Sunday, August 16, 2009

The Mayor Has His Brownie

Remember the dumb trick that George Bush tried to play on Americans when he told ABC that nobody could have anticipated the levee failures in New Orleans when Hurricane Katrina hit even though he a discussed the possibility of such failures the day before landfall with FEMA Director Michael "Heckuva job, Brownie" Brown? Of course this country's executive is going to consider possible catastrophic failures that could adversely affect the well-being of those whom he represents.

Likewise, Nashville's executive, Karl Dean is not going to propose a convention center in the middle of difficult budget times and an economic recession without considering, knowing and discussing with his advisers the high costs of beating back resistance to his proposal. So, did Karl Dean know that public relations costs of his bid were going to be much higher than originally proposed? Of course, he did. And claiming that he did not would only make him look like an inept executive.

Caleb Hannan iterates what the Mayor knew and when he knew it:
The open-ended contracts given to a PR firm and a consultant to help MDHA promote the new convention center were the result of a failure in management. A failure in management that was supported by all levels of management ....

Dean was responsible for handing down the duty of coordinating Music City Center pre-development, along with an extra $250K to execute said duty, to MDHA, stressing that these were the guys capable of handling the job. Now that the contract flaps are out in the open, he's acting as if they've violated some sacred trust. But that's the thing: everyone knew.
Got that? Mayor Dean is reprising the role of El Presidente Dubya and feigning ignorance along the lines of "nobody anticipated the breach of the levees," by acting shocked and saying that he did not know about costs overruns until NewsChannel5 reported it.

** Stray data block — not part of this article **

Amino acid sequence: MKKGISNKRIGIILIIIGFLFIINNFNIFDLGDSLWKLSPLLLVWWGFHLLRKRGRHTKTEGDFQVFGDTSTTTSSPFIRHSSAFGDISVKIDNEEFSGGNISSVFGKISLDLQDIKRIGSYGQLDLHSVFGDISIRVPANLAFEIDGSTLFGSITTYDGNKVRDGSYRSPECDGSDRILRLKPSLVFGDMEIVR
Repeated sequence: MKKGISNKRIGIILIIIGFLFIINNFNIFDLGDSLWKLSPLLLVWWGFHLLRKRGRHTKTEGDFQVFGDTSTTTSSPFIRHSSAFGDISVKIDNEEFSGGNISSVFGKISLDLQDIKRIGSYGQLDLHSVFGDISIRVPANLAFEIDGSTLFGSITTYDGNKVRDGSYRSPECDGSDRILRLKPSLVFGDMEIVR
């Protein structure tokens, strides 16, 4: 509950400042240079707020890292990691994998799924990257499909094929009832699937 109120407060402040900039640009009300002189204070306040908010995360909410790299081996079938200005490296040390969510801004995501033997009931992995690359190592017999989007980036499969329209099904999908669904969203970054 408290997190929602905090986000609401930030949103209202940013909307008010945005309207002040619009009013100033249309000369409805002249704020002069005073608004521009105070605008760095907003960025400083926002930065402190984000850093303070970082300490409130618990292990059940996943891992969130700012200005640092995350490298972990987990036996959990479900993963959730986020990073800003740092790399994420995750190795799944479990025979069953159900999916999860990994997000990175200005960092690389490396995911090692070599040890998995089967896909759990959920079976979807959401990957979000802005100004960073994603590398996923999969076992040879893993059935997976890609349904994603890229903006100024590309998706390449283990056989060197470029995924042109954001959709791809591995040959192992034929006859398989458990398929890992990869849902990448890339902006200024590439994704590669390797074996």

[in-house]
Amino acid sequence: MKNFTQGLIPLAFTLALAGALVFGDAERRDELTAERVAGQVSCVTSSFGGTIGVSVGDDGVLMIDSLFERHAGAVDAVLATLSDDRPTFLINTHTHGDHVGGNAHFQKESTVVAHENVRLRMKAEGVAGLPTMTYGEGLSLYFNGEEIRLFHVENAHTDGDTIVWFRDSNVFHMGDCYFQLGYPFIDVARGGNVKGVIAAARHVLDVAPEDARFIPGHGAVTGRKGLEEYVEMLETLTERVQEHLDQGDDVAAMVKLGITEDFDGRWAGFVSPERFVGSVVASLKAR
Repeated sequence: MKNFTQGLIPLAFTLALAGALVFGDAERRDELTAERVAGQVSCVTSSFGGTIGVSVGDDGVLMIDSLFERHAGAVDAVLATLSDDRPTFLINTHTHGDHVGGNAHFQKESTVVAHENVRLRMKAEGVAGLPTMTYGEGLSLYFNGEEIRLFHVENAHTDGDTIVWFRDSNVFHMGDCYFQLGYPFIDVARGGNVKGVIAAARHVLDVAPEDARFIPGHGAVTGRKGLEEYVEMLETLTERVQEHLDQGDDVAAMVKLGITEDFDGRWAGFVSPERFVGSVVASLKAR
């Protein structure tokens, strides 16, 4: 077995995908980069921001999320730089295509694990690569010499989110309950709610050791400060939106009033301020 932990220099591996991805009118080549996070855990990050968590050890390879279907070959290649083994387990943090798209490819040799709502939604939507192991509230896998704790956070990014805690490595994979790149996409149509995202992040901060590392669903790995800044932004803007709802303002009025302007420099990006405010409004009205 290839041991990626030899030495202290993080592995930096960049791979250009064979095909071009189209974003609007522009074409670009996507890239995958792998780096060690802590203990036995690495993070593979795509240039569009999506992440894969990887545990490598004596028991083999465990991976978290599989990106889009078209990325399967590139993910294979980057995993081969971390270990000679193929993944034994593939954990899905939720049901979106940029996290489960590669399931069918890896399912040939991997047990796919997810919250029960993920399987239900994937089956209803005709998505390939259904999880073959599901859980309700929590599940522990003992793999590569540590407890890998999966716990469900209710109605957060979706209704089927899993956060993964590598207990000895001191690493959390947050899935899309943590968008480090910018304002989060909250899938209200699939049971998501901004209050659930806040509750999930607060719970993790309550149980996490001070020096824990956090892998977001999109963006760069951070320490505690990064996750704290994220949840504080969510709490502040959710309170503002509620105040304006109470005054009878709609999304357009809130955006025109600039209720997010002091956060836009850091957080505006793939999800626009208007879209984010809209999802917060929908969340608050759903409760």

Of course he knew about the costs overruns. We elected him Mayor to marshal that kind of knowledge about capital expenditures not just during and after things fall apart, but beforehand, too.

But Nashvillians cannot be allowed to believe that Mayor Dean knew all along lest his reputation hit the skids. So, he effectively needs a stand-in scoundrel. Bush had Brownie as a fall guy, and Mayor Dean's Brownie is MDHA's Phil Ryan. Hannan again:
Phil Ryan says he had a budget cap of $900,000 for MP&F. MP&F says they were told of the same number. Dean and finance director Rich Riebeling went to (or were billed for) a bunch of meetings in which high-priced, on-the-clock PR partners were present ....

That MDHA did not [get their money's worth] is a result of lax oversight that no one, especially the Mayor's office, seemed to object to ....

That Ryan is now left to fall on his sword is an unfortunate political reality. That Dean is the man holding it steady is, at least after so much willfully neglectful supervision, at least a sign that he's willing to be, for once, assertive. Even when it means sacrificing a good soldier.
I'm not a fan of Ryan, and I don't have much sympathy for him in this mess. After all, he had the gall to tell NewsChannel5 about the overexpenditures, "There's nothing wrong here. Everything is fine." I would caution against deluding ourselves into thinking that the Mayor's office is not pleased with such a willing scapegoat to take its place on the platform of accountability.

However, if you believe that Karl Dean didn't know the astronomical costs of selling the Music City Center to a reluctant and expense-wary audience, then you were probably prone to believe George Bush when he said that he had no clue that the levees could fail in a major hurricane, too. If Nashvillians give Karl Dean a pass on the the convention center debacle, Phil Ryan is not going to be the Mayor's only patsy.

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